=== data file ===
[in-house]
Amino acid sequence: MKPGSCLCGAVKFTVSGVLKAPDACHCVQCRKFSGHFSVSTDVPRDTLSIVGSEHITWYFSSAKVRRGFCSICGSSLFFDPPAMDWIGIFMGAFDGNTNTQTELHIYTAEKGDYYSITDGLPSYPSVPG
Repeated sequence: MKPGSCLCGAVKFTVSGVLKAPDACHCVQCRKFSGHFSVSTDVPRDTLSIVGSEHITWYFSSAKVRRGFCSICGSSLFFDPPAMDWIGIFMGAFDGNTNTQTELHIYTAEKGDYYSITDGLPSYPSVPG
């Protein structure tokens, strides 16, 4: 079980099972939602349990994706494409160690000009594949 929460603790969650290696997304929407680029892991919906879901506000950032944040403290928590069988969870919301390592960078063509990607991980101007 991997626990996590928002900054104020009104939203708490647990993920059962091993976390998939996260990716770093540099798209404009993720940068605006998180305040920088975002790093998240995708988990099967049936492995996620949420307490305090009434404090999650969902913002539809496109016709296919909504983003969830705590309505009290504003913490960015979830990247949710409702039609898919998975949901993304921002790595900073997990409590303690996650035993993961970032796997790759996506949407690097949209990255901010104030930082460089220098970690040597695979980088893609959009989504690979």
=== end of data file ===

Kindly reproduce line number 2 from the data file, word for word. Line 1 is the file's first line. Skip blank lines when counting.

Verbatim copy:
Amino acid sequence: MKPGSCLCGAVKFTVSGVLKAPDACHCVQCRKFSGHFSVSTDVPRDTLSIVGSEHITWYFSSAKVRRGFCSICGSSLFFDPPAMDWIGIFMGAFDGNTNTQTELHIYTAEKGDYYSITDGLPSYPSVPG